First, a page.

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New book inspired in women assassinated by mafia

When Lea Garofalo disappeared, her daughter Denise knew she was dead. She also knew that the man who killed her mother was most likely her own father.

Their family was part of the ‘Ndrangheta, a branch of the Italian Mafia based in Calabria, generally known as “the toe” of Italy. Lea had tried to leave that life, offering the police information in exchange for protection. When she suddenly went missing in 2009, Denise was left alone with her father.

“Denise actually guesses immediately what’s happened to her mother, but also understands immediately that she can’t let on,” said Alex Perry, author of The Good Mothers: The True Story of the Women Who Took on the World’s Most Powerful Mafia.

Perry told The Current’s guest host Ioanna Roumeliotis that Denise, who was 17 at the time, had “to pretend that she loves her father.”

“She has to pretend that she agrees with her father when her father says: ‘Your mother must have run off to Australia,'” Perry said.

“She’s holding this terrible secret that she knows her father killed her mother.”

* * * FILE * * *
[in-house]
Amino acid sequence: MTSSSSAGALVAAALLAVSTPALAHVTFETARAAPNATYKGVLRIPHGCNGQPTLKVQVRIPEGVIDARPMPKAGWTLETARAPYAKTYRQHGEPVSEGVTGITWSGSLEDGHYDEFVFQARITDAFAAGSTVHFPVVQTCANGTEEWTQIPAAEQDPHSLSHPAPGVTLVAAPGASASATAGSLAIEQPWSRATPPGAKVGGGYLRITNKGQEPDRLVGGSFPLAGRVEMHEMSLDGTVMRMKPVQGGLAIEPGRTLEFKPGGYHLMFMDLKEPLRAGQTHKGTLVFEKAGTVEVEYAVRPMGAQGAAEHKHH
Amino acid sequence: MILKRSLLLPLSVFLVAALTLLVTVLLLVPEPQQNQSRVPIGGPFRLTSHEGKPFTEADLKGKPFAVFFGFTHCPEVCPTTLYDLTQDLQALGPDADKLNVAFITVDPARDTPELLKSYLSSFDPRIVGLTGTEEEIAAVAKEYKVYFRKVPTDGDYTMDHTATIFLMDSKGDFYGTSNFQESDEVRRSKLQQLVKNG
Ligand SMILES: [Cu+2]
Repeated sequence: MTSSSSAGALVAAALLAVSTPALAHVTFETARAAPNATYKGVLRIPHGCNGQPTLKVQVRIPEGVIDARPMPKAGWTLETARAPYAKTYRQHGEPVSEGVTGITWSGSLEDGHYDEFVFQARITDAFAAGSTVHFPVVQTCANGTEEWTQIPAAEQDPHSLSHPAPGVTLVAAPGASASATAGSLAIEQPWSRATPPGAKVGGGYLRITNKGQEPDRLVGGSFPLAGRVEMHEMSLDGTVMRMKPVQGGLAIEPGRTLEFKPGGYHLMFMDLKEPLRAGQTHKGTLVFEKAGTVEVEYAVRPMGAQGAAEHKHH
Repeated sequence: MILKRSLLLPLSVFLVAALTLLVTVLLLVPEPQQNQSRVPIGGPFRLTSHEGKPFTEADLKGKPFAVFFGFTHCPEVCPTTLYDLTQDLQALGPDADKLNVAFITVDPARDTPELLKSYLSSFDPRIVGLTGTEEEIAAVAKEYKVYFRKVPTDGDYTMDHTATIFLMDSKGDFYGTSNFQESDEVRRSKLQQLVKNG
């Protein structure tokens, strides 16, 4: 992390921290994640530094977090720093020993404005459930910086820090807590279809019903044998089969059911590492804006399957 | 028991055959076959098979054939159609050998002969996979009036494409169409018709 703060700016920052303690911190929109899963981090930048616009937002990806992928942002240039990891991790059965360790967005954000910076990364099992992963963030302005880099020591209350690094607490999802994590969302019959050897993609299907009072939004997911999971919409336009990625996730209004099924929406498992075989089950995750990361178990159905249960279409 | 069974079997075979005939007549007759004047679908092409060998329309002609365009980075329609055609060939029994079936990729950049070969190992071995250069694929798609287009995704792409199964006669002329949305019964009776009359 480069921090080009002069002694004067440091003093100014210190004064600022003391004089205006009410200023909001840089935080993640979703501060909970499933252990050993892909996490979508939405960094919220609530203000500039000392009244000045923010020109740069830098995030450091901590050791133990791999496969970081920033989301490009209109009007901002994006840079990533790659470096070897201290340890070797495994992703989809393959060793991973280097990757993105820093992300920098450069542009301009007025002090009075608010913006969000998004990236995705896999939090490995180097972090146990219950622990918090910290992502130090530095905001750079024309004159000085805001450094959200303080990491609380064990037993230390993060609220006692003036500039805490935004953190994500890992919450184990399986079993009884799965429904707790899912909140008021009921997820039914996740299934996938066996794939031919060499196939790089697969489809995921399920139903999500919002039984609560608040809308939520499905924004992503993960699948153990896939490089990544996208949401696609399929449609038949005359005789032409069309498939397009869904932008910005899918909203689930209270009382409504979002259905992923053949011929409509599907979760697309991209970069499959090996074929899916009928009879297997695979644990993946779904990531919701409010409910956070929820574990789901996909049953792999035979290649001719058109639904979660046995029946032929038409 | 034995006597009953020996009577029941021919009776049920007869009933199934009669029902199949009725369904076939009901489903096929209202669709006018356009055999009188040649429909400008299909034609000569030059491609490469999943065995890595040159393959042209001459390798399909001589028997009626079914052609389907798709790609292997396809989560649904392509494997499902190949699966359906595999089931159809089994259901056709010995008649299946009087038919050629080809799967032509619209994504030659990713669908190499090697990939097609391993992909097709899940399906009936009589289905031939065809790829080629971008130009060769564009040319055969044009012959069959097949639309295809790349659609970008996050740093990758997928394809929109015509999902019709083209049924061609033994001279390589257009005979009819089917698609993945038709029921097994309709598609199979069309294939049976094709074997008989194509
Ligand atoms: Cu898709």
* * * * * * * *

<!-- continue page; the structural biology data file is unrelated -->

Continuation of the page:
Perry’s book looks at the ‘Ndrangheta, which he said is the most powerful of the three Mafias in Italy, ahead of the Cosa Nostra in Sicily, and the Camorra in Naples.

Perry said the ‘Ndrangheta makes between $50 to $100 billion US a year, has an arms smuggling network and controls 70 per cent of the cocaine in Europe.

However, he adds that there’s a reason you might have never heard of it.

“Secrecy is the secret to its success, actually,” Perry said, “and that is based on this incredibly tight, claustrophobic, cult-like family structure, which hasn’t changed since the late 19th century.”

Women in that Mafia culture are treated as objects, he said. The girls are married off young to form alliances.

“If you’re unfaithful, you’re dead. And it will be your father, or your brother, or your son that kills you, and quite likely dissolves your body in acid to erase the family shame.”

Lea had tried to escape that life. She had been born into what Perry called “Mafia aristocracy” in Calabria, as well as the violence that came with it. Her father was murdered when she was a baby, and her small village of 400 people has had 35 murders in 30 years, Perry said. Lea, he added, wanted to leave from an early age.

At 16, she married Carlo Cosco, a man from a farming family who she believed would take her away to Milan. But Cosco had concealed the fact he was a small-time cocaine smuggler. For him, marrying into a crime family like Lea’s was a promotion too good to resist.

As their marriage sucked her deeper into the crime world, she became depressed and made several attempts at suicide, Perry writes in his book.

In 2002, she told Italian police: “You don’t really live. You just survive in some way. You dream about something — anything — because nothing’s worse than that life.”

 

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